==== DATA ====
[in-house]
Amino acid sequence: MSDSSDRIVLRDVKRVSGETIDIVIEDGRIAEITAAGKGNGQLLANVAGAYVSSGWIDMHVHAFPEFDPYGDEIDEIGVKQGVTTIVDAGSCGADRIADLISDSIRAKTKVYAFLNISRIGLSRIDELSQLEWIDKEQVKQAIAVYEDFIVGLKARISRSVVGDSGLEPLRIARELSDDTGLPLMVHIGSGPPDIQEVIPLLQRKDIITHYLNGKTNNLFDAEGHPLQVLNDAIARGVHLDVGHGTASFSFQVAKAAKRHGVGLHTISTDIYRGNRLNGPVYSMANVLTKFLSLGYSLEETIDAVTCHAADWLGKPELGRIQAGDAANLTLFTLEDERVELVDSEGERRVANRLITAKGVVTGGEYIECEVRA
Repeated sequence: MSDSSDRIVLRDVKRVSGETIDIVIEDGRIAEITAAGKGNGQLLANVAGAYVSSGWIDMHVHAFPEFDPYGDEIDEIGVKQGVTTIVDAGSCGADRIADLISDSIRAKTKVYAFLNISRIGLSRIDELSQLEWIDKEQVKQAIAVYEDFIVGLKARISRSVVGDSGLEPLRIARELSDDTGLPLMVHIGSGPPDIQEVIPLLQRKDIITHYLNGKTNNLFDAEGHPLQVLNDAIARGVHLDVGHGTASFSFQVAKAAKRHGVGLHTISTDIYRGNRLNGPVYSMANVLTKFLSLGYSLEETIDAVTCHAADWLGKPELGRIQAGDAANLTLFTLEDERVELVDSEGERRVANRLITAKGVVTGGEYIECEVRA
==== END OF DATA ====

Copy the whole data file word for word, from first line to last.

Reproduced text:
[in-house]
Amino acid sequence: MSDSSDRIVLRDVKRVSGETIDIVIEDGRIAEITAAGKGNGQLLANVAGAYVSSGWIDMHVHAFPEFDPYGDEIDEIGVKQGVTTIVDAGSCGADRIADLISDSIRAKTKVYAFLNISRIGLSRIDELSQLEWIDKEQVKQAIAVYEDFIVGLKARISRSVVGDSGLEPLRIARELSDDTGLPLMVHIGSGPPDIQEVIPLLQRKDIITHYLNGKTNNLFDAEGHPLQVLNDAIARGVHLDVGHGTASFSFQVAKAAKRHGVGLHTISTDIYRGNRLNGPVYSMANVLTKFLSLGYSLEETIDAVTCHAADWLGKPELGRIQAGDAANLTLFTLEDERVELVDSEGERRVANRLITAKGVVTGGEYIECEVRA
Repeated sequence: MSDSSDRIVLRDVKRVSGETIDIVIEDGRIAEITAAGKGNGQLLANVAGAYVSSGWIDMHVHAFPEFDPYGDEIDEIGVKQGVTTIVDAGSCGADRIADLISDSIRAKTKVYAFLNISRIGLSRIDELSQLEWIDKEQVKQAIAVYEDFIVGLKARISRSVVGDSGLEPLRIARELSDDTGLPLMVHIGSGPPDIQEVIPLLQRKDIITHYLNGKTNNLFDAEGHPLQVLNDAIARGVHLDVGHGTASFSFQVAKAAKRHGVGLHTISTDIYRGNRLNGPVYSMANVLTKFLSLGYSLEETIDAVTCHAADWLGKPELGRIQAGDAANLTLFTLEDERVELVDSEGERRVANRLITAKGVVTGGEYIECEVRA